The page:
On thinkers and doers
Why we might need something like tenure for many more people, to cultivate more thinkers in a doer's world
Science is organized knowledge. Wisdom is organized life.
Scientists investigate that which already exists; Engineers create that which has never existed.
Theodore von Karman
The technologist is different from other people in that he does not accept what is given but wants to find out for himself how things can be done better.
W. Edwards Deming
There are thinkers and there are doers.
Oftentimes the thinkers do things, and doers have to think about what they’re doing.
But the distinction is helpful, as dichotomies so often are, to illustrate something fundamental about the way we approach the world.
One place we see this is where there is a ton of conversation around the difference between science and technology. We try to draw arbitrary distinctions and relationships amongst them to justify what creates what. Did the creation of tooling enable the development of science through better measurements? Did the development of the theory of electromagnetism enable the development of communication cables?
We’ve had technology development inside science labs, like Bell or even DARPA, and we’ve had science development inside technology companies, like most of AI.
Qualifying the differences are easy at the extremes - theory of relativity from a patent office vs developing Pagerank at Stanford - even though the locales are opposite to what you’d expect. Towards the middle it starts getting muddled - Shannon’s information entropy, von Neumann’s work on implosion type nukes, creation of the internet.
Thomas Kuhn tried to crack the issue by looking primarily at science, and trying to delineate between the “big leaps” that led to entire new paradigms being created, vs the “little leaps” that cumulatively helped colour in after a big leap was completed.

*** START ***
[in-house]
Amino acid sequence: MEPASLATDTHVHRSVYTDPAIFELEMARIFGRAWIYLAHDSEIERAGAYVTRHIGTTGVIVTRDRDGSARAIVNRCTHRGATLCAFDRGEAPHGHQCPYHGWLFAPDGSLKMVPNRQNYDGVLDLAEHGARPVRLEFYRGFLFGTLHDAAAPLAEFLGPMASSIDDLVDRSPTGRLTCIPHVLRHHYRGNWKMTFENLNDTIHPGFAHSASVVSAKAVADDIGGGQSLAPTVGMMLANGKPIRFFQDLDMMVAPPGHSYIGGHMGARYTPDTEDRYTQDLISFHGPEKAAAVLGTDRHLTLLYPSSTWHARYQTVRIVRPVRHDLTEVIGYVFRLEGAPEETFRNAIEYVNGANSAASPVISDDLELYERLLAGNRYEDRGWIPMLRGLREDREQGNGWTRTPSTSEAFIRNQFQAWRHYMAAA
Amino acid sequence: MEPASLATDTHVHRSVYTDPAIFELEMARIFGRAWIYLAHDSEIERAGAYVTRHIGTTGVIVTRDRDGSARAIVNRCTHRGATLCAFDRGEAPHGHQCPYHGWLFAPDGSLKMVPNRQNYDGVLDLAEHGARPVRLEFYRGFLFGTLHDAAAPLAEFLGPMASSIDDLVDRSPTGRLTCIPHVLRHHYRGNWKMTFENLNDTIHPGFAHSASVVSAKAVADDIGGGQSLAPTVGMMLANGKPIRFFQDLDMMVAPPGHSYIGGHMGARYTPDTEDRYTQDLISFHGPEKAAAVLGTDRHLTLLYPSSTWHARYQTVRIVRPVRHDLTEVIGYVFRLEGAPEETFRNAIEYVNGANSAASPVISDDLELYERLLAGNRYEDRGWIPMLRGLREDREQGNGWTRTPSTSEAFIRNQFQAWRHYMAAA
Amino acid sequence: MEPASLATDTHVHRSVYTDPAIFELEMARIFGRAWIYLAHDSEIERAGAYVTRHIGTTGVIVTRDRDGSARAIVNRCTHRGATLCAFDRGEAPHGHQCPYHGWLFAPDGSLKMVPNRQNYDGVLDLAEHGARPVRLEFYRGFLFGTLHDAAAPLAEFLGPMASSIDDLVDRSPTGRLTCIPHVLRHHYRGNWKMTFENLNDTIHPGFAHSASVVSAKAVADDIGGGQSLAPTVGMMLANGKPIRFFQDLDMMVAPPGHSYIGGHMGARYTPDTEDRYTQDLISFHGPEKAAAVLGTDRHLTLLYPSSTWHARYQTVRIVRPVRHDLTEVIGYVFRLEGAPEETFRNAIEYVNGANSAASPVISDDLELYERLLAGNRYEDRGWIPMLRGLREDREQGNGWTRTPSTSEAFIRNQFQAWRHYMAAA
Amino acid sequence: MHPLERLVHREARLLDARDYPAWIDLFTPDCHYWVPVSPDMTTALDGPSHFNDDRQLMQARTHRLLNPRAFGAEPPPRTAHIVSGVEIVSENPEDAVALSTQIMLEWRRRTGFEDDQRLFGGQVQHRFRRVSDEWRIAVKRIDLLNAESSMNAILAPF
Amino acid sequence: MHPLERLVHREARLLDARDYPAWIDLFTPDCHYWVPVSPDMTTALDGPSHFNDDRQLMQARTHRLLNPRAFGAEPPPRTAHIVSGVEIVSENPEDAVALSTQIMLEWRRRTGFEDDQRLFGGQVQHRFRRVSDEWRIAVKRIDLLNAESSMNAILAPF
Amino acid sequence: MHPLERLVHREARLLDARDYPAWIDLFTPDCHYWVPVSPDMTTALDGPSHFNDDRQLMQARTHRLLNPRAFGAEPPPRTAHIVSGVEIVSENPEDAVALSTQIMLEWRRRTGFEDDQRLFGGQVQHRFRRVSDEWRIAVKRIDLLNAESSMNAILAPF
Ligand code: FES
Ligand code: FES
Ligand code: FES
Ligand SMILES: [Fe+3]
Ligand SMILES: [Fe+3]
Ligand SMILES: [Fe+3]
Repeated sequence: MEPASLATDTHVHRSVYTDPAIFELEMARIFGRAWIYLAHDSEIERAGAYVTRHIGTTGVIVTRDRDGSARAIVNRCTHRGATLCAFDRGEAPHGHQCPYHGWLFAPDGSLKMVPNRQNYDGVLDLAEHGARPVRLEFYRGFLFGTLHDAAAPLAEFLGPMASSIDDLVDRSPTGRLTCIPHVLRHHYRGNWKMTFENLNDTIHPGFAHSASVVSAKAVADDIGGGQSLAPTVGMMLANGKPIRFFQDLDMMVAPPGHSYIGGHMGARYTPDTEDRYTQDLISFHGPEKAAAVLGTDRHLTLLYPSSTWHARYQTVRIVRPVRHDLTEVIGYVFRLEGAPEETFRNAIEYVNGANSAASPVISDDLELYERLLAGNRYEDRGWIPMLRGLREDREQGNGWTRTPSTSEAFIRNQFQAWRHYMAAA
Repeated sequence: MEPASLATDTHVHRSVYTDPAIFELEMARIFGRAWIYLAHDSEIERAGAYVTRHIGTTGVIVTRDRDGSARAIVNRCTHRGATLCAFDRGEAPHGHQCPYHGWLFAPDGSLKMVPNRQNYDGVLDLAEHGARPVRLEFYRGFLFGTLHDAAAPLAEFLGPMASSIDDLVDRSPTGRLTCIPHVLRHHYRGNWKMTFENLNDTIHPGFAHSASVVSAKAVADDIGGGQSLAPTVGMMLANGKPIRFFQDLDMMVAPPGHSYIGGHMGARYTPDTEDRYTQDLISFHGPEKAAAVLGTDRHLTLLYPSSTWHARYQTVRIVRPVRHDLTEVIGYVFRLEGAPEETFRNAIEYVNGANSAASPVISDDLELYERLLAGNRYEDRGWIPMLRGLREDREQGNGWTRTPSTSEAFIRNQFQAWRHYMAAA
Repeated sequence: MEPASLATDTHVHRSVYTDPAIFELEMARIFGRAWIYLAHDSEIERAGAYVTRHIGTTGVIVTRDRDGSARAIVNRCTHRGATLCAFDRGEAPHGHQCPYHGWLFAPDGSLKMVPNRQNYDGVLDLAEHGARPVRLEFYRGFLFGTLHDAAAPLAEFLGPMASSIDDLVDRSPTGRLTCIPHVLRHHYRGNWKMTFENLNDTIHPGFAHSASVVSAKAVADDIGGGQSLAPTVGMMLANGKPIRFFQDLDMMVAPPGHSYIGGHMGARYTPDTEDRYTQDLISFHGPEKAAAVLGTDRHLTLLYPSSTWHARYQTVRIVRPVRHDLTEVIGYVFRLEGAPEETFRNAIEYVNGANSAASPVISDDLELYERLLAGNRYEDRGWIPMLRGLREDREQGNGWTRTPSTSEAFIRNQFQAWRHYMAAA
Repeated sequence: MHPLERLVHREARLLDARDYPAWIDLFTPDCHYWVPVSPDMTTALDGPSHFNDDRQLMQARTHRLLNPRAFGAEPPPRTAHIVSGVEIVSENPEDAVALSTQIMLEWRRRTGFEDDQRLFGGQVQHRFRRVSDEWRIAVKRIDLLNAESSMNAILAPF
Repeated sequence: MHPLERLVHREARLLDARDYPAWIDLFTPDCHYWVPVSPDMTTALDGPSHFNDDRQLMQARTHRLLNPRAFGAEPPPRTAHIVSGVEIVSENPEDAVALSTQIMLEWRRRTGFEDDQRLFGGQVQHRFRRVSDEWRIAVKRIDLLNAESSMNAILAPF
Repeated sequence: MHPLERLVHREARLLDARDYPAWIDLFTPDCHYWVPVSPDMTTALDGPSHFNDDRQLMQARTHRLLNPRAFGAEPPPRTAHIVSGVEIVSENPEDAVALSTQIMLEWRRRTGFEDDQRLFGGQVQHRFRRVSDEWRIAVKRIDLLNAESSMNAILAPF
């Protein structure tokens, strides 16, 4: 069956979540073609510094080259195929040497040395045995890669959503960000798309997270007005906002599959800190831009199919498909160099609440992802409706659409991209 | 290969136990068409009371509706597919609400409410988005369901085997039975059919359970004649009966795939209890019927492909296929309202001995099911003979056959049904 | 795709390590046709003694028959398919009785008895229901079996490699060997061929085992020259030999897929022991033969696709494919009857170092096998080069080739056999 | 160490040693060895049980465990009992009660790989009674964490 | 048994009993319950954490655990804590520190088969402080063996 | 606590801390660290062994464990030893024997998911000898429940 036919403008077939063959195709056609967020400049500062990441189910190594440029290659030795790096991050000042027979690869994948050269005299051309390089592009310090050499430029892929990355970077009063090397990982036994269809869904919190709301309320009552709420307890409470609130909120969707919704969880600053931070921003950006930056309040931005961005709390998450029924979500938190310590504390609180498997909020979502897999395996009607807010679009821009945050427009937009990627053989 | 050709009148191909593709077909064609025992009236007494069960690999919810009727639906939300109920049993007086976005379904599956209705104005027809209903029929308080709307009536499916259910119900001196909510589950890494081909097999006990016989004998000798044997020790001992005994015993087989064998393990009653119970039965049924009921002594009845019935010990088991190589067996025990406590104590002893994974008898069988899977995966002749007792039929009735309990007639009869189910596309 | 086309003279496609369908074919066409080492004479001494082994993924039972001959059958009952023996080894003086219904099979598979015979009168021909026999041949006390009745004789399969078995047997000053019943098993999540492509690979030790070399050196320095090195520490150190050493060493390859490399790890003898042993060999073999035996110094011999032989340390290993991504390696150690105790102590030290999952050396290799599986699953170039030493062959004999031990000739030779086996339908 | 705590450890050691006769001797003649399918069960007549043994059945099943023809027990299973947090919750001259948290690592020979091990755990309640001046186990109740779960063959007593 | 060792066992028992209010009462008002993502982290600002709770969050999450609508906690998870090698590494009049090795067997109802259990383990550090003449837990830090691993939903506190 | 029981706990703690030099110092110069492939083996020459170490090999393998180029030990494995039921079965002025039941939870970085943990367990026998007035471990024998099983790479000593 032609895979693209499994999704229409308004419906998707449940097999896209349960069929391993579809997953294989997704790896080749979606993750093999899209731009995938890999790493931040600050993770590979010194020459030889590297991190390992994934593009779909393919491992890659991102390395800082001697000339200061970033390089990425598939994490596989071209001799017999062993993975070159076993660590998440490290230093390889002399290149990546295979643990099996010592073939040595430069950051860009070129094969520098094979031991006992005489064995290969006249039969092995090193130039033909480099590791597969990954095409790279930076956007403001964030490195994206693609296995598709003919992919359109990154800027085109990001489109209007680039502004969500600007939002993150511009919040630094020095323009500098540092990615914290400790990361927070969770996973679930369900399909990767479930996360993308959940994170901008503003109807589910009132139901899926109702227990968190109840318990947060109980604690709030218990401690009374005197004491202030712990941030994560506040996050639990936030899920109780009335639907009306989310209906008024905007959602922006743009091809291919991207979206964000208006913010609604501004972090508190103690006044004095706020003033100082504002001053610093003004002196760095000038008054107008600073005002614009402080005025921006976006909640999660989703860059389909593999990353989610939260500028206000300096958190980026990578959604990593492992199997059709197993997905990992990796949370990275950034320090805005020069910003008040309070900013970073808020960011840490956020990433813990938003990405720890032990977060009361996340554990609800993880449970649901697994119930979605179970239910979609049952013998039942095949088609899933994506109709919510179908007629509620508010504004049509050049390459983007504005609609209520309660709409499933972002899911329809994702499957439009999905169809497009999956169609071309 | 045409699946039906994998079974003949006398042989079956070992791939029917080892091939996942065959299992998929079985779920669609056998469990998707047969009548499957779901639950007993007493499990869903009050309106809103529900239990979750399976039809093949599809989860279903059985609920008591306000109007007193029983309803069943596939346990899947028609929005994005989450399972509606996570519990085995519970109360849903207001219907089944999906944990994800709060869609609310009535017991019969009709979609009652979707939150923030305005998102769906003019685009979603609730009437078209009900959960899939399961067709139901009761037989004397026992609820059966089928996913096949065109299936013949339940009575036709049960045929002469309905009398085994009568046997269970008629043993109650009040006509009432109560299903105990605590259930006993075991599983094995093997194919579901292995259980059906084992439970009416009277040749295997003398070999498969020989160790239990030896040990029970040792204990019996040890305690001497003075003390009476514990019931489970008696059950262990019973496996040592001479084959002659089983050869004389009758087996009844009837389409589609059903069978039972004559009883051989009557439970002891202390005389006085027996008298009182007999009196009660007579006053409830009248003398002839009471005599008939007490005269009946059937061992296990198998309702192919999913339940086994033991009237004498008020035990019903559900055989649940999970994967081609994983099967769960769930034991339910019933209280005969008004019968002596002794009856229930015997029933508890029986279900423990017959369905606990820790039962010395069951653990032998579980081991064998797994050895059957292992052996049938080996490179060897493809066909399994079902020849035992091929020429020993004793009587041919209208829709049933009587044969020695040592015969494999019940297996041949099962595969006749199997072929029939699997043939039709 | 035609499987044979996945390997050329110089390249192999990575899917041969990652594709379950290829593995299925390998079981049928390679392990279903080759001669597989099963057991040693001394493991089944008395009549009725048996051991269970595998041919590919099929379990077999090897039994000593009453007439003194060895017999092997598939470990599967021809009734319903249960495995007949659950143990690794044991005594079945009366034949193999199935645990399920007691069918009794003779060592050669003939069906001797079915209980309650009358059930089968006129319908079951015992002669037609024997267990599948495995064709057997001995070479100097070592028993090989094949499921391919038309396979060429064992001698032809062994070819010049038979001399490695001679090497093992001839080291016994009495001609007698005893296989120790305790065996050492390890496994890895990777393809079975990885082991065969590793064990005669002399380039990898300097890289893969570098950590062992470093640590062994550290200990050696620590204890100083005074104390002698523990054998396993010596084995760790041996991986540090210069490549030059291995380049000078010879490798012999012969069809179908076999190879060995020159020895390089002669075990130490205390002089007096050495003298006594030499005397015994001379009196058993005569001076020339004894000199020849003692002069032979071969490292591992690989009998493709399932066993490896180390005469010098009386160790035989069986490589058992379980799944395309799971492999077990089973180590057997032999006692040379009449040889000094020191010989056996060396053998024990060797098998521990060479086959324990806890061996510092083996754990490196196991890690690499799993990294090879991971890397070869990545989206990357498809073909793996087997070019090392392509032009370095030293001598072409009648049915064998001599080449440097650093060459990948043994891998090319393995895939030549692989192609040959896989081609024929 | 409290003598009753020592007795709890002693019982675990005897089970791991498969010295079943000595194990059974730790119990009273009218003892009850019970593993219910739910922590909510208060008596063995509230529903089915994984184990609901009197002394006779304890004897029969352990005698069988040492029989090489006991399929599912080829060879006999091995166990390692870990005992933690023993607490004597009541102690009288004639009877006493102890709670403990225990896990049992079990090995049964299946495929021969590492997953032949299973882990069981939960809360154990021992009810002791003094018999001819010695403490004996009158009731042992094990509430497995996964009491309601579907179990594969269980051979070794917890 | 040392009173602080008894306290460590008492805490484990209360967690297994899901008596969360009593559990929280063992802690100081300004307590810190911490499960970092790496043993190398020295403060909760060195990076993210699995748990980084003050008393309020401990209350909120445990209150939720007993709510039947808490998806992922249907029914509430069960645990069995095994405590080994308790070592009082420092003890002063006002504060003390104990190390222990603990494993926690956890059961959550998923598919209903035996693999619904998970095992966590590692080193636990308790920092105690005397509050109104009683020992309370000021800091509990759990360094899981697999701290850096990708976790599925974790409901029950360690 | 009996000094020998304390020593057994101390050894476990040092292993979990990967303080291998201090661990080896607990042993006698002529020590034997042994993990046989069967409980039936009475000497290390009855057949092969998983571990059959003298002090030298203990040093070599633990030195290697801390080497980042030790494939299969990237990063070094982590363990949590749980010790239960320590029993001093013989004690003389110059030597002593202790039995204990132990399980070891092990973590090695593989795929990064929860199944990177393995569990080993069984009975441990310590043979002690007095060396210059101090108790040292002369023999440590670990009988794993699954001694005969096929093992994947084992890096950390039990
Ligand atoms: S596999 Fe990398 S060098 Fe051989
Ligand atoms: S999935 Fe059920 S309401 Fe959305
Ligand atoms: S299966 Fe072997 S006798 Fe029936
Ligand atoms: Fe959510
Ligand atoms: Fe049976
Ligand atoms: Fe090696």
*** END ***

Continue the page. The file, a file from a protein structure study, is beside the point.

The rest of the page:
One difference is, scientists tend to care about impact of their work, whereas engineers tend to only care if their solution is practical. A great example of this was the development of aircraft in WW1, where the Wright brothers were clear that they wanted something that could be used for travel, not just for war.
Another key difference seems to be motivation - scientists are motivated by discovery and understanding, whereas engineers are motivated by application and use. Scientists often tend to develop technology that is used by other scientists in their research, whereas engineers develop technology for use by people in the real world. Of course, this isn’t always the case - plenty of scientists are motivated by application and use, and plenty of engineers are motivated by discovery and understanding.
Technologists are always looking for ways to make things better, faster, easier or cheaper. It's what we do.
But there is yet another difference, not exactly clear-cut, but at least somewhat translucent.
For science to progress means you need the great imaginative leaps to take you from one paradigm to the next. And whether you believe ideas are finite fruits to be consumed, great man/woman theory of idea capture, the belief that genius is a tutelary deity that came to you, or continuous error correction being our glorious future, you still want the feeling that the theory of relativity, the discovery of DNA or the theory of evolution gave us, of having finally cracked open the door to a new part of our universe1.
Scientists tend to develop technology that is unique, and engineers tend to use existing technology in new ways. Scientists invent the wheel as they need it - Aristotelian physics vs Einsteinian physics means creating a completely different set of tools for research. Engineers don’t always have time/budget/impatience so they will re-use what already exists where possible, sometimes adapting brilliant hacks from other disciplines to solve their problems - like using search algorithms on huge data sets, or using control theory used by astronomers controlling satellites with joysticks designed for assessing human strength in cars manufactured decades ago.
The technologist on the other hand looks around and sees what exists around him, and uses that to create the future, taking the tools to their logical conclusion.
This is also Elon Musk’s legacy. He’s a doer.
Elon looks at something he wants to accomplish, and as long as existing knowledge is able to create what he wants theoretically, acts as an individual Schelling point to coalesce money and talent around, to create them.
When you’re looking at this from the outside, it can seem like magic, and him our generational genius. Seen from the inside, I imagine it feels more like taking a bet on doing things others haven’t really done, and doing them so often and so well until you can do them.
Which is why he has undeniably succeeded in doing incredibly hard things, things that many (most) said were well nigh impossible.